Battle of Naseby


Returning from the south last year, I called at Naseby. This is another quaint English village, but by its bounds lies the site of the great battle wherein Black Tom Fairfax and Old Nol Cromwell defeated Charles Stuart. About 21,000 men fought that day, 1400 of whom were likely killed or died of their injuries. This Civil War had dragged on for some years, but this Cromwellian/Fairfax victory assured the Parliament of eventual triumph. Though more battles would rage, the King’s strength would never recover. Furthermore, in His Majesty’s supply waggon were found incriminating letters that proved he was planning to employ Irish Catholic Confederates against his English subjects, charges that would later cost him both head and crown. Both sides displayed bravery and courage, but stronger Parliamentary numbers prevailed in the end.

I would not seek to demonise King Charles, though I am glad his forces were defeated. He was a genuinely pious man and not without courage, but he was a persecutor of God’s elect, who took the reigns of power after his demise. Naseby was certainly his undoing. Again, without wishing to caricature him as the bad guy, his defeat reminds me of Satan’s defeat at Calvary. Though he continues to prowl, rage and ‘reign’, his days are numbered and his power waning. The victory of Christ at Calvary has assured the cosmos of his final defeat. Behold the mighty prince of hell- defeated by a bleeding Man atop a wooden cross.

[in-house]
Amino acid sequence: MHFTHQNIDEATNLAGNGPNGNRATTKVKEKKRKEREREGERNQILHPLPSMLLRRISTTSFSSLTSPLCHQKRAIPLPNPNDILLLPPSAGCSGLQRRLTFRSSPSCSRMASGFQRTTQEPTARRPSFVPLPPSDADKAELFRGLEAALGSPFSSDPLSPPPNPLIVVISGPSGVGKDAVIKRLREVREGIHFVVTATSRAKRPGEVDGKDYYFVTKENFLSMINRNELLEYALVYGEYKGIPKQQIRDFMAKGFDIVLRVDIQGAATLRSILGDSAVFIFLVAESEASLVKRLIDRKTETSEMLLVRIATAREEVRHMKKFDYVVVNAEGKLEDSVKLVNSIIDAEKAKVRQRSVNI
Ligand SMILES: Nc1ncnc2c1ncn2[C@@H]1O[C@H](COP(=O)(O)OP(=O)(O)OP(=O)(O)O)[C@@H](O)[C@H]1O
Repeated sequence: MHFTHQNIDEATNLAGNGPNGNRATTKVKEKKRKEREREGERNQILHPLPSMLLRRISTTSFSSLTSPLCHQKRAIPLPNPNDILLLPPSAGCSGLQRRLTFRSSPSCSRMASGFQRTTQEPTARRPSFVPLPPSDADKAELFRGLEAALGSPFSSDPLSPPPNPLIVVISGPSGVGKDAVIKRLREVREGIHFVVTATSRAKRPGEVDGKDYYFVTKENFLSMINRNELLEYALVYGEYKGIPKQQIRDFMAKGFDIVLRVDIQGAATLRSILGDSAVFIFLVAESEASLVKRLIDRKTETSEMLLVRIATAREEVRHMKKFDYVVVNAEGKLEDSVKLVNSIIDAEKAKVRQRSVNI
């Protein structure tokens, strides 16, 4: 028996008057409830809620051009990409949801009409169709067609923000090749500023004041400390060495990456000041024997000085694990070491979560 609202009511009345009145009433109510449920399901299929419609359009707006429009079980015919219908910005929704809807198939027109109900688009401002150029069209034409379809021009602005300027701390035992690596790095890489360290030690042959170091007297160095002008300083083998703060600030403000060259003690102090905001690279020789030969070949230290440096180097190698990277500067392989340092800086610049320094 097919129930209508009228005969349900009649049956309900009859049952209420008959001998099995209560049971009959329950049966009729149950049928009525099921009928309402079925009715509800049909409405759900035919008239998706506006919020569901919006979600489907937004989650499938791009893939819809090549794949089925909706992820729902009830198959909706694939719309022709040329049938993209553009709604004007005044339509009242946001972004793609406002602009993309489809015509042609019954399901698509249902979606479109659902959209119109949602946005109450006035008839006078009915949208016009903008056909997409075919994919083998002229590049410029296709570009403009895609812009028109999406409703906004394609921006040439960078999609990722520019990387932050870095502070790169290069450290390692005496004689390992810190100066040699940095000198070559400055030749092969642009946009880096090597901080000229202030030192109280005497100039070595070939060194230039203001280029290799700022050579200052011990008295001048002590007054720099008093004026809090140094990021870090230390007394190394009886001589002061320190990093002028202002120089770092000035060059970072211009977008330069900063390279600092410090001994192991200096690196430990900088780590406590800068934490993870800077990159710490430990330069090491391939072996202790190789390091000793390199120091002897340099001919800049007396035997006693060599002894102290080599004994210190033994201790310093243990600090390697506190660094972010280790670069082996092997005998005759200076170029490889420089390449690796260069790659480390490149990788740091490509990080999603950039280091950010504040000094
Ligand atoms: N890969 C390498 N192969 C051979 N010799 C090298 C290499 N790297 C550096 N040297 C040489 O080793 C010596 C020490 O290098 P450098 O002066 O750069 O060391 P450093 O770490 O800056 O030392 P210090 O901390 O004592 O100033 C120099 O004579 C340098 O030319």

“I could not riding out alone about my business, but smile out to God in praises, in assurance of victory because God would, by things that are not, bring to naught things that are”.

-Cromwell before the battle of Naseby. 1645.

Naseby Oblelisk

'Fairfax's View'